Full Text Available This paper shows a practical implementation of “10 Rules for Writing REST APIs introduced in the article” (Hradil, 2016. The application is done in Invoice Home (Wikilane, 2016, an invoicing web application for small business and entrepreneurs available world-wide. The API is implemented in JSON hypermedia format (ECMA International, 2016 and with Ruby on Rails framework (Hansson, 2016. The main purpose of the API is to allow connection of Invoice Home with external systems and offer Invoice Home data in simpler format compared to the current HTML format of the full-stack web application. The paper could be also used as a basic template or pattern for any other implementation of the JSON API in any web-based application.

  11. Safe "cloudification" of large images through picker APIs.

    Science.gov (United States)

    Bremer, Erich; Kurc, Tahsin; Gao, Yi; Saltz, Joel; Almeida, Jonas S

    2016-01-01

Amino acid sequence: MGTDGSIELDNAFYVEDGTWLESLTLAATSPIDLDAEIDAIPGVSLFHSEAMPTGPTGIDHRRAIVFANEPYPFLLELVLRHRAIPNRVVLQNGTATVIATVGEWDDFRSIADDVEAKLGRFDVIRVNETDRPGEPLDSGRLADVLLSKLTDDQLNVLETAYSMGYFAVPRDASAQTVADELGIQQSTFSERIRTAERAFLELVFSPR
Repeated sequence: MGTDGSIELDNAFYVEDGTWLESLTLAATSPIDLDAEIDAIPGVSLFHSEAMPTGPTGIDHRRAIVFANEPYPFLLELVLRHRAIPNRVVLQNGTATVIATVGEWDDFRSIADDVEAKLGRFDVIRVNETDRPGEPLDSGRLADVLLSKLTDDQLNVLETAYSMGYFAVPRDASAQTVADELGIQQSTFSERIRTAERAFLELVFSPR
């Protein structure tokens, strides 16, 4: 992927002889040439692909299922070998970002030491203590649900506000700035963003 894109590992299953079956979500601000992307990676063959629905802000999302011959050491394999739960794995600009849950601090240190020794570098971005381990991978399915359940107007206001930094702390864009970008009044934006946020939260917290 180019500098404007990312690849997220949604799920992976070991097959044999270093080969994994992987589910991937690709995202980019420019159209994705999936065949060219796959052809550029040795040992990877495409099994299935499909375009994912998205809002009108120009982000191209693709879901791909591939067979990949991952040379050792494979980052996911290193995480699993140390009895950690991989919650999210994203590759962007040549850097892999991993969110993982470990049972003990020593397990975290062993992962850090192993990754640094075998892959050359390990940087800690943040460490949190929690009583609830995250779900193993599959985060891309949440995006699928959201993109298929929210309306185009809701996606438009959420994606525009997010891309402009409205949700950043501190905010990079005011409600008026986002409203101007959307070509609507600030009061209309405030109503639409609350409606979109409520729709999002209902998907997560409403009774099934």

The "Box model" allows users with no particular training in informatics, or access to specialized infrastructure, operate generic cloud computing resources through a temporary URI dereferencing mechanism known as "drop-file-picker API" ("picker API" for sort). This application programming interface (API) was popularized in the web app development community by DropBox, and is now a consumer-facing feature of all major cloud computing platforms such as Box.com, Google Drive and Amazon S3. This reports describes a prototype web service application that uses picker APIs to expose a new, "cloudified", API tailored for image analysis, without compromising the private governance of the data exposed. In order to better understand this cross-platform cloud computing landscape, we first measured the time for both transfer and traversing of large image files generated by whole slide imaging (WSI) in Digital Pathology. The verification that there is extensive interconnectivity between cloud resources let to the development of a prototype software application that exposes an image-traversing REST API to image files stored in any of the consumer-facing "boxes". In summary, an image file can be upload/synchronized into a any cloud resource with a file picker API and the prototype service described here will expose an HTTP REST API that remains within the safety of the user's own governance. The open source prototype is publicly available at sbu-bmi.github.io/imagebox. Availability The accompanying prototype application is made publicly available, fully functional, with open source, at http://sbu-bmi.github.io/imagebox://sbu-bmi.github.io/imagebox. An illustrative webcasted use of this Web App is included with the project codebase at https://github.com/SBU-BMI/imageboxs://github.com/SBU-BMI/imagebox.